Emerging Market Currencies

Interpreting Recent Emerging Market Currency Movements

by Menzie Chinn, Econbrowser.com

Appeared originally at Econbrowser 03 January 2013
Caption illustration added by Econintersect.

Expectations of central bank policies are only part of the story.

The rapid decline in emerging market currency values has been quite remarkable.

Figure 1: Log exchange rates against USD for India (dark blue), South Africa (red), Turkey (green), Brazil (teal), Thailand (chartreuse), and Argentina (purple), all normalized to 2013M05=0. January data is for 1/22. Source: St. Louis Fed FRED, Pacific Exchange Services, and Financial Times.Click to enlarge

The movements at first glance would seem to be attributable to revisions to expectations regarding future central bank policies — both quantitative/credit easing as well as the path of short rates (discussed in this post, as well as this June post). As Steven Englander (Citi) noted on Friday:

The sell-off in high-beta currencies, particularly in EM, is driven by an abrupt change of tone among G10 central banks with respect to liquidity provision. The fear is that the Fed, BoE, and even the BoJ will become less dovish more quickly than had been though even a few weeks ago. The question is whether one or more of these CBs will act to reverse this view, given that central banks talk all day about cooperation, but act only when disruptions abroad threaten national economies.
The Fed and the BoJ look most likely to signal that market fears of an abrupt pullback from abundant liquidity provision are overdone. Recent BoJ comments are stoking the fire, but there is unwelcome collateral damage to USDJPY and the Nikkei. The Fed is likely to be obsessed next week with domestic policy considerations rather than global repercussions. Most likely outcome is that we see more market friendly comments, but no indication of substantive change in policy.

But as Englander observes, G-3 central bank policies are not the only drivers; other global factors as well as domestic political factors are also weighing down on some currencies. This proposition is expanded upon in posts by Kaminsky at FT and Fernholz at Quartz.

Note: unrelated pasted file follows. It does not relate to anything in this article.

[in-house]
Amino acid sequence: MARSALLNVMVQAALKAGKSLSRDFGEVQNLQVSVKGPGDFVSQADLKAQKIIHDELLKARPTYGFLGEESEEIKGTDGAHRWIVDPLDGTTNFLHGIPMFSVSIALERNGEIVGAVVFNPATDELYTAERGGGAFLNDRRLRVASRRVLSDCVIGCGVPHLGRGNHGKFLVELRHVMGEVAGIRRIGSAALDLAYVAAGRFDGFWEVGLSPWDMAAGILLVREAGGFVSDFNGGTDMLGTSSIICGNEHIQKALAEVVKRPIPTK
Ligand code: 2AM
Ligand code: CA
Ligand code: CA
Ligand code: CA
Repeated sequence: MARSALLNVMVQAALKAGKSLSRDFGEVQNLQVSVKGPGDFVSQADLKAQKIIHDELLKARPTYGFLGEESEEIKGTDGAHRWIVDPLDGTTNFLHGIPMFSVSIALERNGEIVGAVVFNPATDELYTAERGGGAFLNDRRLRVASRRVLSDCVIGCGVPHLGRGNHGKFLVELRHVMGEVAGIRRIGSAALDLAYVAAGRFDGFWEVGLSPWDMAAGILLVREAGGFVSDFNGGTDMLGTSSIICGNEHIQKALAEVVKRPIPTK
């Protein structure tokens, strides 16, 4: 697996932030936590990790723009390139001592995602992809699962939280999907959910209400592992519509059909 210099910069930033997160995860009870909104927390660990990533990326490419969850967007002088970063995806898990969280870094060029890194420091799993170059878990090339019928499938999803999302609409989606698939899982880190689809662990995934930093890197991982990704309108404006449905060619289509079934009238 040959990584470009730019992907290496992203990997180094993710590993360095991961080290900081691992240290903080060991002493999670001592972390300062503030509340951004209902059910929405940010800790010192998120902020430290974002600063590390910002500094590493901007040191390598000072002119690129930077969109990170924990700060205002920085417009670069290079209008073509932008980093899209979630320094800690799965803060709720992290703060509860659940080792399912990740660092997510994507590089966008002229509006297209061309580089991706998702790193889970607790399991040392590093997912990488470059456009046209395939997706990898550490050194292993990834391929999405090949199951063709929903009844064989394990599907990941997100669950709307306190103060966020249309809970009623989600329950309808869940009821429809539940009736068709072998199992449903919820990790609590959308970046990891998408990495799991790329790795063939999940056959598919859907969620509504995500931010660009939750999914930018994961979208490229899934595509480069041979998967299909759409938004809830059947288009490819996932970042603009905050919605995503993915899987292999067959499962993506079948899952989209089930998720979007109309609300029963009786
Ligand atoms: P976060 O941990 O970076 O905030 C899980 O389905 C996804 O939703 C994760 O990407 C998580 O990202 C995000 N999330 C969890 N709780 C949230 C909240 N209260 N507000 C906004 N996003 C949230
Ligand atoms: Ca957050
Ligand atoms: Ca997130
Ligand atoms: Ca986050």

The Other Factors

The global factor is China, or namely the Chinese slowdown [1] which presages (perhaps) lower commodity prices [2]. Domestic political factors are prominent in Argentina and Turkey.

Regarding the China effect, the IMF has some interesting work on the subject. Figure 4 (reproduced below from IMF (2013)) provides some summary results:

Figure 4 from IMF (2013)Click to enlarge

The graph is described thus:

Figure 4 illustrates rough estimates of the impacts of a slowdown in Chinese growth from an average of 10 percent during the previous decade to an average of 7½ percent over the coming decade. The numbers shown in the figure are the declines in net revenues (as a percentage of GDP, adjusted for Purchasing Power Parity) for various commodity exporters as a result of lower Chinese demand.

Of these, Brazil and South Africa have experienced noticeable losses over the past month, as shown in Figure 1.

One remark about Argentina. The extreme drop in the Argentine currency is associated with the central bank’s decision to cease intervention.[3] This is a reminder that one cannot infer the extent of the shocks (arising from foreign monetary policy, economic uncertainty, terms of trade, and political uncertainty) from observed currency movements, as much depends on the central bank reaction function — which in turn depends in part on the size of foreign exchange reserves (Argentina’s are fast declining [4]). More on that in this post.

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